Growing up, fourth-generation farmer Makelle Pinsonat rode in the tractor alongside her parents in the sugarcane fields of Louisiana. Now, Makelle is raising her own family on the farm.
“It’s in your blood. It’s in your heart,” Makelle says. “It’s a privilege to be able to say, ‘I’m a United States sugarcane farmer.’”
Across the country, Montana farmer Ervin Schlemmer is a fourth-generation sugarbeet farmer who cherishes the time spent working as a family.
“It’s something that puts a good feeling right here in my heart to know that’s what we are all about,” Ervin says.
Makelle and Ervin are two of the 11,000 farmers and farm families who grow sugarcane and sugarbeets across the country and whose stories are featured on the brand-new website: SugarAlliance.org. Those farmers – many of them multi-generational farmers, whose families have been farming the same land for more than 100 years – produce about nine million tons of sugar a year on two million acres.
Those crops are then made into high-quality sugar by America’s skilled sugar workers and efficiently distributed to consumers and food manufacturers across the country. In total, America’s sugar industry supports 142,000 jobs and adds $20 billion to the U.S. economy while keeping America supplied with an essential ingredient. And sugar production is increasingly sustainable – with current U.S. production up 16 percent over the past 20 years while using 11 percent less land.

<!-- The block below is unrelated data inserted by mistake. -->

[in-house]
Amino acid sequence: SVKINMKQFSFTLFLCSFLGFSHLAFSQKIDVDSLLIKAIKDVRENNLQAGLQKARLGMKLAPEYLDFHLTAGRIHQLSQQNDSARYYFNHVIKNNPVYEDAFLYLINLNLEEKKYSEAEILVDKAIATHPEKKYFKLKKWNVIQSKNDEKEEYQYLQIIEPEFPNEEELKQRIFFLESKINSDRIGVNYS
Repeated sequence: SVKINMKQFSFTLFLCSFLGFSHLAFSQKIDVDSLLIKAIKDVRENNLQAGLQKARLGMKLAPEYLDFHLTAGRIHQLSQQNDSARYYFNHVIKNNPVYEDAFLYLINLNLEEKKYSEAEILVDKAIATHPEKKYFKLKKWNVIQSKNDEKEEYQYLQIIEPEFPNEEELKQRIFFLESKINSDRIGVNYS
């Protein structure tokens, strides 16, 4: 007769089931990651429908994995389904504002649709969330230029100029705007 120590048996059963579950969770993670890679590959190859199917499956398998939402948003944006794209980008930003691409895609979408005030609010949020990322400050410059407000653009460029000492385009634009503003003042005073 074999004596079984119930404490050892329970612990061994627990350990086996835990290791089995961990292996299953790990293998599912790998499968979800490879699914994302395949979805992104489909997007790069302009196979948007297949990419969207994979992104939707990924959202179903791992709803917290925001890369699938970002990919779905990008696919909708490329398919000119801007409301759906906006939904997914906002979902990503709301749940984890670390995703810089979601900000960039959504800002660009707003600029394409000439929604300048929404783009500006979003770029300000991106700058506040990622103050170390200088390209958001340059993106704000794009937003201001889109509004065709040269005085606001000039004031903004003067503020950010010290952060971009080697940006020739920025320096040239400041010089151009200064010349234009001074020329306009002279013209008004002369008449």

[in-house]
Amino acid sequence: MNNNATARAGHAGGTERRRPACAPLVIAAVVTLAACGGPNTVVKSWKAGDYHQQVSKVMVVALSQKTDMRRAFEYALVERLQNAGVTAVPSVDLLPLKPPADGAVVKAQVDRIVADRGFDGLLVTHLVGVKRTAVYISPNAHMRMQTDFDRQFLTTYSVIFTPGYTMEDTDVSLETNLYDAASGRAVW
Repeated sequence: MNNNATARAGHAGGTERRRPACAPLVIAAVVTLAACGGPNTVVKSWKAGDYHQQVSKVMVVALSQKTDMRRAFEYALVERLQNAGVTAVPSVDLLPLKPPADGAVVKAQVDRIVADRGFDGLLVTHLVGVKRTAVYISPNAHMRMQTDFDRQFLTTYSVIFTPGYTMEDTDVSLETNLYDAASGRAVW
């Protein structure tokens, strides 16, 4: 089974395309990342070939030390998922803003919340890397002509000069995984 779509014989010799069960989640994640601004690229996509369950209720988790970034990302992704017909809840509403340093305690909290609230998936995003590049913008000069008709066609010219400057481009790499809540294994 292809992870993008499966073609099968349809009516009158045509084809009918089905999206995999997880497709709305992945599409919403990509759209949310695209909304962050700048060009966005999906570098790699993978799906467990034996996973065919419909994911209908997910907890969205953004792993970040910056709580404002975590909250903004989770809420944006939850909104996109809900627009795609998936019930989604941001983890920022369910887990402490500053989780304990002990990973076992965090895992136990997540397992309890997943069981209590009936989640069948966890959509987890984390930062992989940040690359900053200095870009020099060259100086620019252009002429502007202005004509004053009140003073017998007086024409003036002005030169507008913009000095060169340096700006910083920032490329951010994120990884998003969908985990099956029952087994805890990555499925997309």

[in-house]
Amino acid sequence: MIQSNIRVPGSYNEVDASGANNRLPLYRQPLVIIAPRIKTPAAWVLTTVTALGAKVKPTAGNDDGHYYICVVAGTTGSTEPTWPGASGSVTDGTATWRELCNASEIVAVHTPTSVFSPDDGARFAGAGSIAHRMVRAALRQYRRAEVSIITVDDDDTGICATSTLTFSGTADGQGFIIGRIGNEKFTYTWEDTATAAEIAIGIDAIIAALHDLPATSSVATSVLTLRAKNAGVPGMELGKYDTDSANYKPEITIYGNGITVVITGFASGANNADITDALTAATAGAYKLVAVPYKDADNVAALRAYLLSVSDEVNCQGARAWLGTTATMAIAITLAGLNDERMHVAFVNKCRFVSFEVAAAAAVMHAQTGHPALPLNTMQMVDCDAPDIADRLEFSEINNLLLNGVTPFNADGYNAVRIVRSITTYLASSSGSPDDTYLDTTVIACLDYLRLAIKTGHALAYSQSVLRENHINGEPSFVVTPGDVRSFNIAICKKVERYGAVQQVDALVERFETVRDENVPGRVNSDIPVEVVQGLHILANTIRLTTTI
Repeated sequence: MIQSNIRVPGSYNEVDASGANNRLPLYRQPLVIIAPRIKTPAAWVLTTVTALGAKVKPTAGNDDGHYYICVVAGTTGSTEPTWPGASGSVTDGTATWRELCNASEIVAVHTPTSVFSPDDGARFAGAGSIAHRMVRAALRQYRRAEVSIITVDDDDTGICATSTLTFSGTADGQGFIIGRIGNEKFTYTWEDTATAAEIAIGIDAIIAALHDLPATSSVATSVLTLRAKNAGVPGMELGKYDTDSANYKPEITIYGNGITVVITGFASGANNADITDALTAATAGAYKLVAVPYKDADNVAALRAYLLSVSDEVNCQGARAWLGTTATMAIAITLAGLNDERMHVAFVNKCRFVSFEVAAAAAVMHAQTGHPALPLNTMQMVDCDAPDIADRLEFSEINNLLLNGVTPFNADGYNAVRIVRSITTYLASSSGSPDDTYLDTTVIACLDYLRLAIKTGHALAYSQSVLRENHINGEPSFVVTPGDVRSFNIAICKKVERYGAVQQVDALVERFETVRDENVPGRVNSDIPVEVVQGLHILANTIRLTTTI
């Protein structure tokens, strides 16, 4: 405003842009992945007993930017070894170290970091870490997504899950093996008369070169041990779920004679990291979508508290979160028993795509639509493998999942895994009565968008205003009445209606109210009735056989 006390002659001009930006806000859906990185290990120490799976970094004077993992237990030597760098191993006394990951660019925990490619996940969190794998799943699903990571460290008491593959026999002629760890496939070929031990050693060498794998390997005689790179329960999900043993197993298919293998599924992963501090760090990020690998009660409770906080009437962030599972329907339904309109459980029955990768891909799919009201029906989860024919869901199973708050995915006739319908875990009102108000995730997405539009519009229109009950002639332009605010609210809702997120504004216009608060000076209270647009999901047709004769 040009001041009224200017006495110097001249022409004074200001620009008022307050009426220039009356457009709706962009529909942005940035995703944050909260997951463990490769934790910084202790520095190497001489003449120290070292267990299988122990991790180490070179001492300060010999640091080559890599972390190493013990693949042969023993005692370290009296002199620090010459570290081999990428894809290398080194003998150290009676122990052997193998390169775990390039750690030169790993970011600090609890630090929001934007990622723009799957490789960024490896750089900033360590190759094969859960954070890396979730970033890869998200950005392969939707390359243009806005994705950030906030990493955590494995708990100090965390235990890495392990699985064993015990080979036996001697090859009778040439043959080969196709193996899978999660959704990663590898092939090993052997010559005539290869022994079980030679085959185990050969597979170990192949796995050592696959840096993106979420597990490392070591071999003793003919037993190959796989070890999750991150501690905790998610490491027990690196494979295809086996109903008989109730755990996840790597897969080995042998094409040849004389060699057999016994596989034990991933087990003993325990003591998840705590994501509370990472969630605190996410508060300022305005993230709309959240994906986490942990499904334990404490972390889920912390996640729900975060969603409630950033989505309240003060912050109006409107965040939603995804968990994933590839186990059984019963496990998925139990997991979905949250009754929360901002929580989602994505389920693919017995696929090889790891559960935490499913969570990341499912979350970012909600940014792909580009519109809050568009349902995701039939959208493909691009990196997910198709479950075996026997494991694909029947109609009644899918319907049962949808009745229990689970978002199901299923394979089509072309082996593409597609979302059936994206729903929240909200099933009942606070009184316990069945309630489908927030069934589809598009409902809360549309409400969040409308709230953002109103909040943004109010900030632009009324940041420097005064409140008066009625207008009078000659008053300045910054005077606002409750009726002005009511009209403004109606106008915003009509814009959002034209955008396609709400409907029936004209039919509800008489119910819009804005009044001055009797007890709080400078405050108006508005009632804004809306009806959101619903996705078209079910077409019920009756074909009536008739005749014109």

It’s incredible to see the coast-to-coast reach of America’s sugar producers.
None of this would be possible without America’s no-cost sugar policy. This policy supports America’s family farmers like Makelle and Ervin and gives them the stability to efficiently meet our nation’s sugar needs.